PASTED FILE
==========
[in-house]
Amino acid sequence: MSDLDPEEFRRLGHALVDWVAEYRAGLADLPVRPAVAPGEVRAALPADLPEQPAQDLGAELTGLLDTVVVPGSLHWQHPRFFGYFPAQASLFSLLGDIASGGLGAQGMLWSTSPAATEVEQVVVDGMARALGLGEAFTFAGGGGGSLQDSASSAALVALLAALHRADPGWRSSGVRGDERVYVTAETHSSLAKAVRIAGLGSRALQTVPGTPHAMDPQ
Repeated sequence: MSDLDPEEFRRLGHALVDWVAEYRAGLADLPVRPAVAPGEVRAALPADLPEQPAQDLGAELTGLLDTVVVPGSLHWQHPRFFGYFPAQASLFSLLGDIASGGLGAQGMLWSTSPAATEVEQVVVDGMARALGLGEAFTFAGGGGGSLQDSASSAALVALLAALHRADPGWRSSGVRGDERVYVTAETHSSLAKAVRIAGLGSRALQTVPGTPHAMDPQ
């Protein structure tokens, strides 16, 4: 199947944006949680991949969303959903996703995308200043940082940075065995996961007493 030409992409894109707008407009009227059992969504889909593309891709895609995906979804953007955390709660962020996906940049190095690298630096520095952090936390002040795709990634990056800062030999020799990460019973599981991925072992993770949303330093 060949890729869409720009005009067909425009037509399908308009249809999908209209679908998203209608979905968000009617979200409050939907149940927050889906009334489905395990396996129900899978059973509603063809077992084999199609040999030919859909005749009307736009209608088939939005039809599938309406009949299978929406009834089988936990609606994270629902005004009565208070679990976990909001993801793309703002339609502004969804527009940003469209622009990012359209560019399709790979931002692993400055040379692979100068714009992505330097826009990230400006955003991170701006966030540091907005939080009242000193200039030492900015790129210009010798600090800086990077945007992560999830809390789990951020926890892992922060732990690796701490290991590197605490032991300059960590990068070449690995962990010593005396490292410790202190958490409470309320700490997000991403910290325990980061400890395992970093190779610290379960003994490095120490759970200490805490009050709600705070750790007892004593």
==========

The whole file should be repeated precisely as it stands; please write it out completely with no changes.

[in-house]
Amino acid sequence: MSDLDPEEFRRLGHALVDWVAEYRAGLADLPVRPAVAPGEVRAALPADLPEQPAQDLGAELTGLLDTVVVPGSLHWQHPRFFGYFPAQASLFSLLGDIASGGLGAQGMLWSTSPAATEVEQVVVDGMARALGLGEAFTFAGGGGGSLQDSASSAALVALLAALHRADPGWRSSGVRGDERVYVTAETHSSLAKAVRIAGLGSRALQTVPGTPHAMDPQ
Repeated sequence: MSDLDPEEFRRLGHALVDWVAEYRAGLADLPVRPAVAPGEVRAALPADLPEQPAQDLGAELTGLLDTVVVPGSLHWQHPRFFGYFPAQASLFSLLGDIASGGLGAQGMLWSTSPAATEVEQVVVDGMARALGLGEAFTFAGGGGGSLQDSASSAALVALLAALHRADPGWRSSGVRGDERVYVTAETHSSLAKAVRIAGLGSRALQTVPGTPHAMDPQ
């Protein structure tokens, strides 16, 4: 199947944006949680991949969303959903996703995308200043940082940075065995996961007493 030409992409894109707008407009009227059992969504889909593309891709895609995906979804953007955390709660962020996906940049190095690298630096520095952090936390002040795709990634990056800062030999020799990460019973599981991925072992993770949303330093 060949890729869409720009005009067909425009037509399908308009249809999908209209679908998203209608979905968000009617979200409050939907149940927050889906009334489905395990396996129900899978059973509603063809077992084999199609040999030919859909005749009307736009209608088939939005039809599938309406009949299978929406009834089988936990609606994270629902005004009565208070679990976990909001993801793309703002339609502004969804527009940003469209622009990012359209560019399709790979931002692993400055040379692979100068714009992505330097826009990230400006955003991170701006966030540091907005939080009242000193200039030492900015790129210009010798600090800086990077945007992560999830809390789990951020926890892992922060732990690796701490290991590197605490032991300059960590990068070449690995962990010593005396490292410790202190958490409470309320700490997000991403910290325990980061400890395992970093190779610290379960003994490095120490759970200490805490009050709600705070750790007892004593």